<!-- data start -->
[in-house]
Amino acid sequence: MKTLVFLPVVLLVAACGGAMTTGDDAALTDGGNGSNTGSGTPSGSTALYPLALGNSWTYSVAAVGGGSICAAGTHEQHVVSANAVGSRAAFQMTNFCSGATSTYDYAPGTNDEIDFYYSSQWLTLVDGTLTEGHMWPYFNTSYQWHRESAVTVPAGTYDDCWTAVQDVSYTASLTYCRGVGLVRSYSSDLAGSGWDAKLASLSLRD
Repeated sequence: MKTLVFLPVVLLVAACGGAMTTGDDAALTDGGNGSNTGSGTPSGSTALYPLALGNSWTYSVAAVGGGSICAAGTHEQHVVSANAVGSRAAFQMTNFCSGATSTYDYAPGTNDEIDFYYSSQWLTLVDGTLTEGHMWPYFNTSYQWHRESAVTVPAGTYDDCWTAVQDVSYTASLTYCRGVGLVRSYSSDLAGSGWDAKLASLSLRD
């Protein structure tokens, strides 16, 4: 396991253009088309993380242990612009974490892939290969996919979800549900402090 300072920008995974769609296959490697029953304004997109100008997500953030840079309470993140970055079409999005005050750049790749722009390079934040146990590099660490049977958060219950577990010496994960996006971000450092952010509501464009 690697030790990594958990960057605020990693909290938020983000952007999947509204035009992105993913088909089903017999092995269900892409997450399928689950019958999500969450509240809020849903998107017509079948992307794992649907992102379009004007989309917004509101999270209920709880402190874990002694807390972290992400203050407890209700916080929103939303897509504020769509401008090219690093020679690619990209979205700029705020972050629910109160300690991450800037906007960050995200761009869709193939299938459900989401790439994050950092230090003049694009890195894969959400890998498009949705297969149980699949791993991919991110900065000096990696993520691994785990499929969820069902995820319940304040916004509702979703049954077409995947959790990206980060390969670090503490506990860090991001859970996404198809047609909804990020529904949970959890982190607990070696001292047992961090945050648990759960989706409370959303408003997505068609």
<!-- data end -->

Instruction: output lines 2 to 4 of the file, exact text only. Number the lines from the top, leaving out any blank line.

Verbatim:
Amino acid sequence: MKTLVFLPVVLLVAACGGAMTTGDDAALTDGGNGSNTGSGTPSGSTALYPLALGNSWTYSVAAVGGGSICAAGTHEQHVVSANAVGSRAAFQMTNFCSGATSTYDYAPGTNDEIDFYYSSQWLTLVDGTLTEGHMWPYFNTSYQWHRESAVTVPAGTYDDCWTAVQDVSYTASLTYCRGVGLVRSYSSDLAGSGWDAKLASLSLRD
Repeated sequence: MKTLVFLPVVLLVAACGGAMTTGDDAALTDGGNGSNTGSGTPSGSTALYPLALGNSWTYSVAAVGGGSICAAGTHEQHVVSANAVGSRAAFQMTNFCSGATSTYDYAPGTNDEIDFYYSSQWLTLVDGTLTEGHMWPYFNTSYQWHRESAVTVPAGTYDDCWTAVQDVSYTASLTYCRGVGLVRSYSSDLAGSGWDAKLASLSLRD
């Protein structure tokens, strides 16, 4: 396991253009088309993380242990612009974490892939290969996919979800549900402090 300072920008995974769609296959490697029953304004997109100008997500953030840079309470993140970055079409999005005050750049790749722009390079934040146990590099660490049977958060219950577990010496994960996006971000450092952010509501464009 690697030790990594958990960057605020990693909290938020983000952007999947509204035009992105993913088909089903017999092995269900892409997450399928689950019958999500969450509240809020849903998107017509079948992307794992649907992102379009004007989309917004509101999270209920709880402190874990002694807390972290992400203050407890209700916080929103939303897509504020769509401008090219690093020679690619990209979205700029705020972050629910109160300690991450800037906007960050995200761009869709193939299938459900989401790439994050950092230090003049694009890195894969959400890998498009949705297969149980699949791993991919991110900065000096990696993520691994785990499929969820069902995820319940304040916004509702979703049954077409995947959790990206980060390969670090503490506990860090991001859970996404198809047609909804990020529904949970959890982190607990070696001292047992961090945050648990759960989706409370959303408003997505068609």